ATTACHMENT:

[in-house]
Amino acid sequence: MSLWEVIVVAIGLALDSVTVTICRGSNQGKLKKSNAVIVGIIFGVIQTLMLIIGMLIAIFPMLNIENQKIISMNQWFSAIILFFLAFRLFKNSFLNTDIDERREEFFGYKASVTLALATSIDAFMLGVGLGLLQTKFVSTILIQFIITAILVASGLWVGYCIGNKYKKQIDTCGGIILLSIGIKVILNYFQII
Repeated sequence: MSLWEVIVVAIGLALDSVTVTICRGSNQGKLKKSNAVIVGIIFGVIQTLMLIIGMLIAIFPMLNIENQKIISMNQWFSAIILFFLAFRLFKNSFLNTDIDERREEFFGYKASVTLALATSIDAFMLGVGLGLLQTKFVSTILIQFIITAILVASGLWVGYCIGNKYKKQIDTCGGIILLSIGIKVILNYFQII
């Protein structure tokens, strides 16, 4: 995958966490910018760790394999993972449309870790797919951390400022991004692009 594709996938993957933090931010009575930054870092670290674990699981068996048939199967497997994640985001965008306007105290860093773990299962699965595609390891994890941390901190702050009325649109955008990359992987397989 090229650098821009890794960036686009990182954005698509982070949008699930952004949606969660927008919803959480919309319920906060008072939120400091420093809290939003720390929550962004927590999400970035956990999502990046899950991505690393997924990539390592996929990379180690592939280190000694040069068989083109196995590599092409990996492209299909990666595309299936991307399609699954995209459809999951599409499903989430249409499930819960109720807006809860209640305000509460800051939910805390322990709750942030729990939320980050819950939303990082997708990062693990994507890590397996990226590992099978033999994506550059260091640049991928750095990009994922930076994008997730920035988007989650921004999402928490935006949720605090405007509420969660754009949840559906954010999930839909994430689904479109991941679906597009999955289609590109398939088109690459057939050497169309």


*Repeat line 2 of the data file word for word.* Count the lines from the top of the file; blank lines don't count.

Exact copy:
Amino acid sequence: MSLWEVIVVAIGLALDSVTVTICRGSNQGKLKKSNAVIVGIIFGVIQTLMLIIGMLIAIFPMLNIENQKIISMNQWFSAIILFFLAFRLFKNSFLNTDIDERREEFFGYKASVTLALATSIDAFMLGVGLGLLQTKFVSTILIQFIITAILVASGLWVGYCIGNKYKKQIDTCGGIILLSIGIKVILNYFQII